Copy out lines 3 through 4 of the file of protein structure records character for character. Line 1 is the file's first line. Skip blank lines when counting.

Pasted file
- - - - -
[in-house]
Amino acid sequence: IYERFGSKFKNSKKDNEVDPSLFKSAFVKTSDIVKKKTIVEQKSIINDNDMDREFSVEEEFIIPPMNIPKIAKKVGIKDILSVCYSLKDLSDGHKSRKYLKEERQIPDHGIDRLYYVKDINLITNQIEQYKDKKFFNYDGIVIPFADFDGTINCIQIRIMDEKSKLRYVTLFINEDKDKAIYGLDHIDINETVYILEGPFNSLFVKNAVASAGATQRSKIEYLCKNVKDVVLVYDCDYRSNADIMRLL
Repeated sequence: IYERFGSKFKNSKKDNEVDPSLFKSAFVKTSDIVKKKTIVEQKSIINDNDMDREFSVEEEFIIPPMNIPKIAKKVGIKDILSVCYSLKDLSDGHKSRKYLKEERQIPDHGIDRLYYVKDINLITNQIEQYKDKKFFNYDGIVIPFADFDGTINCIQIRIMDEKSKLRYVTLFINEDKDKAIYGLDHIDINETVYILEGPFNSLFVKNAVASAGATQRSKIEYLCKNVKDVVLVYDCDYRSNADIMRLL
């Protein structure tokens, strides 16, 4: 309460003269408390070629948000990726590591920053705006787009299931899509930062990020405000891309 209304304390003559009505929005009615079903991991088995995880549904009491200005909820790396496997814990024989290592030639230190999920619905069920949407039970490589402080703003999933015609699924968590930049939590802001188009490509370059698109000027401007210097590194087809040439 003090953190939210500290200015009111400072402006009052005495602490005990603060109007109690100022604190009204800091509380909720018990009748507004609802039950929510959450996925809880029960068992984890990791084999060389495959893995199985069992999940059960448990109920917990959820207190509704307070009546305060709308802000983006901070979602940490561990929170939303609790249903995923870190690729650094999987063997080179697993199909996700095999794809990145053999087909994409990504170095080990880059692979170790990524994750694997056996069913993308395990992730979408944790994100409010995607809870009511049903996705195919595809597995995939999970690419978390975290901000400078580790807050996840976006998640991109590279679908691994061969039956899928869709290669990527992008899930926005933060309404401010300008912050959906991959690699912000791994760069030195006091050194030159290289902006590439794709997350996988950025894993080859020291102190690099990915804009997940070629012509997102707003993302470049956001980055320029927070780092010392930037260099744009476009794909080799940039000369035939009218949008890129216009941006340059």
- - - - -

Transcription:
Repeated sequence: IYERFGSKFKNSKKDNEVDPSLFKSAFVKTSDIVKKKTIVEQKSIINDNDMDREFSVEEEFIIPPMNIPKIAKKVGIKDILSVCYSLKDLSDGHKSRKYLKEERQIPDHGIDRLYYVKDINLITNQIEQYKDKKFFNYDGIVIPFADFDGTINCIQIRIMDEKSKLRYVTLFINEDKDKAIYGLDHIDINETVYILEGPFNSLFVKNAVASAGATQRSKIEYLCKNVKDVVLVYDCDYRSNADIMRLL
């Protein structure tokens, strides 16, 4: 309460003269408390070629948000990726590591920053705006787009299931899509930062990020405000891309 209304304390003559009505929005009615079903991991088995995880549904009491200005909820790396496997814990024989290592030639230190999920619905069920949407039970490589402080703003999933015609699924968590930049939590802001188009490509370059698109000027401007210097590194087809040439 003090953190939210500290200015009111400072402006009052005495602490005990603060109007109690100022604190009204800091509380909720018990009748507004609802039950929510959450996925809880029960068992984890990791084999060389495959893995199985069992999940059960448990109920917990959820207190509704307070009546305060709308802000983006901070979602940490561990929170939303609790249903995923870190690729650094999987063997080179697993199909996700095999794809990145053999087909994409990504170095080990880059692979170790990524994750694997056996069913993308395990992730979408944790994100409010995607809870009511049903996705195919595809597995995939999970690419978390975290901000400078580790807050996840976006998640991109590279679908691994061969039956899928869709290669990527992008899930926005933060309404401010300008912050959906991959690699912000791994760069030195006091050194030159290289902006590439794709997350996988950025894993080859020291102190690099990915804009997940070629012509997102707003993302470049956001980055320029927070780092010392930037260099744009476009794909080799940039000369035939009218949008890129216009941006340059």